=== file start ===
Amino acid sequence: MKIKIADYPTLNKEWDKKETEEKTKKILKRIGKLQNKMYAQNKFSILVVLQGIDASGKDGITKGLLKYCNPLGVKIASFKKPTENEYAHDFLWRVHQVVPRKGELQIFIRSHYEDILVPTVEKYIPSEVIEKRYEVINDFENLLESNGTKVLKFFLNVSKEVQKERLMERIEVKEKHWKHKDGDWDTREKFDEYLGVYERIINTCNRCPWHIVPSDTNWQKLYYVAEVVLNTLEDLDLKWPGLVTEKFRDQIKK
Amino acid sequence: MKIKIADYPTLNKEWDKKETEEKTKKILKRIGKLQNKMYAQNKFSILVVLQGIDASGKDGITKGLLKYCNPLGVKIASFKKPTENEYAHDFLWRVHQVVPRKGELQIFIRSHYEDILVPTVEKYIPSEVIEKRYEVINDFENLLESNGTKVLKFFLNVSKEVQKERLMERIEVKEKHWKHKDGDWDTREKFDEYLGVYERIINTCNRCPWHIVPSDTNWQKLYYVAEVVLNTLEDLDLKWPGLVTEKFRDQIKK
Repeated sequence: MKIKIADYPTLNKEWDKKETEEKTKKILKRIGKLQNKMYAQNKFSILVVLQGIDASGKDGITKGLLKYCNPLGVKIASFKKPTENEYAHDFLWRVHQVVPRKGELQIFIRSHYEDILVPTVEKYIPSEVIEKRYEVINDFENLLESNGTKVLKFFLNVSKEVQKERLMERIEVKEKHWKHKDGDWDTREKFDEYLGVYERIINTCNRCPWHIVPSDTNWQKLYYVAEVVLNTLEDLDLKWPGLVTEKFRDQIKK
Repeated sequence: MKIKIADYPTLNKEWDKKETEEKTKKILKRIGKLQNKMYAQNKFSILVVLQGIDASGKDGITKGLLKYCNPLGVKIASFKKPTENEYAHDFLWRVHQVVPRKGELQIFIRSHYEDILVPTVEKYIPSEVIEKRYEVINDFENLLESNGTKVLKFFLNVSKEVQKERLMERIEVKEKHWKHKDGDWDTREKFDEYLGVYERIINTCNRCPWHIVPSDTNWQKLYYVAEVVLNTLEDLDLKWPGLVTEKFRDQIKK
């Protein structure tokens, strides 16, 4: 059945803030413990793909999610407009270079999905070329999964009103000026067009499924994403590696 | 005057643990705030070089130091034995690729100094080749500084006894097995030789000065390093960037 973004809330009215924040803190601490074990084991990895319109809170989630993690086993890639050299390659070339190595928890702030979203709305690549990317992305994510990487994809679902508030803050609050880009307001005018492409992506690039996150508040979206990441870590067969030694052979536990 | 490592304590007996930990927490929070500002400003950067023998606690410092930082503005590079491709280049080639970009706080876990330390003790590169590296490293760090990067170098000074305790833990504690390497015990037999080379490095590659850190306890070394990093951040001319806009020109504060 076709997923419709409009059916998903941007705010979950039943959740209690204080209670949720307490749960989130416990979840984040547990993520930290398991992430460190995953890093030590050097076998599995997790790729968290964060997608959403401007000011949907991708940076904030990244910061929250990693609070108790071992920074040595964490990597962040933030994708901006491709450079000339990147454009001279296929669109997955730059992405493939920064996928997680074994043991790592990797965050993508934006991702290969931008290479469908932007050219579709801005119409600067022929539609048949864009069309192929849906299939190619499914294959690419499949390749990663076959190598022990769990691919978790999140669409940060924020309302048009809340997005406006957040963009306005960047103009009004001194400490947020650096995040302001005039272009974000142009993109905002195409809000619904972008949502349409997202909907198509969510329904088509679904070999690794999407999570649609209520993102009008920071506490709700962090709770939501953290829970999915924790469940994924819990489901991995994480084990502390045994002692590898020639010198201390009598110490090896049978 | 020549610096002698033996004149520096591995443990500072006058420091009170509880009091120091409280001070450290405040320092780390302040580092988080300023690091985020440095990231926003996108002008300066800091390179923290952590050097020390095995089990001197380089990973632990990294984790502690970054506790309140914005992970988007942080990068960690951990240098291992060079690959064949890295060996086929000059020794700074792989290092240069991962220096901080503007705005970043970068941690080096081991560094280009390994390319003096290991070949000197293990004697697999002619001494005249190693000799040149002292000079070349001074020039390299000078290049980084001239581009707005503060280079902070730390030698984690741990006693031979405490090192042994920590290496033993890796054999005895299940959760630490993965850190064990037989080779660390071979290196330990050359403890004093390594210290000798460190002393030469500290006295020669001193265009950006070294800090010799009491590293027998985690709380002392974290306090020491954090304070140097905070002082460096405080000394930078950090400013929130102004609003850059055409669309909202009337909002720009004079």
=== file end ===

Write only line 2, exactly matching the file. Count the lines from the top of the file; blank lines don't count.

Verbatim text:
Amino acid sequence: MKIKIADYPTLNKEWDKKETEEKTKKILKRIGKLQNKMYAQNKFSILVVLQGIDASGKDGITKGLLKYCNPLGVKIASFKKPTENEYAHDFLWRVHQVVPRKGELQIFIRSHYEDILVPTVEKYIPSEVIEKRYEVINDFENLLESNGTKVLKFFLNVSKEVQKERLMERIEVKEKHWKHKDGDWDTREKFDEYLGVYERIINTCNRCPWHIVPSDTNWQKLYYVAEVVLNTLEDLDLKWPGLVTEKFRDQIKK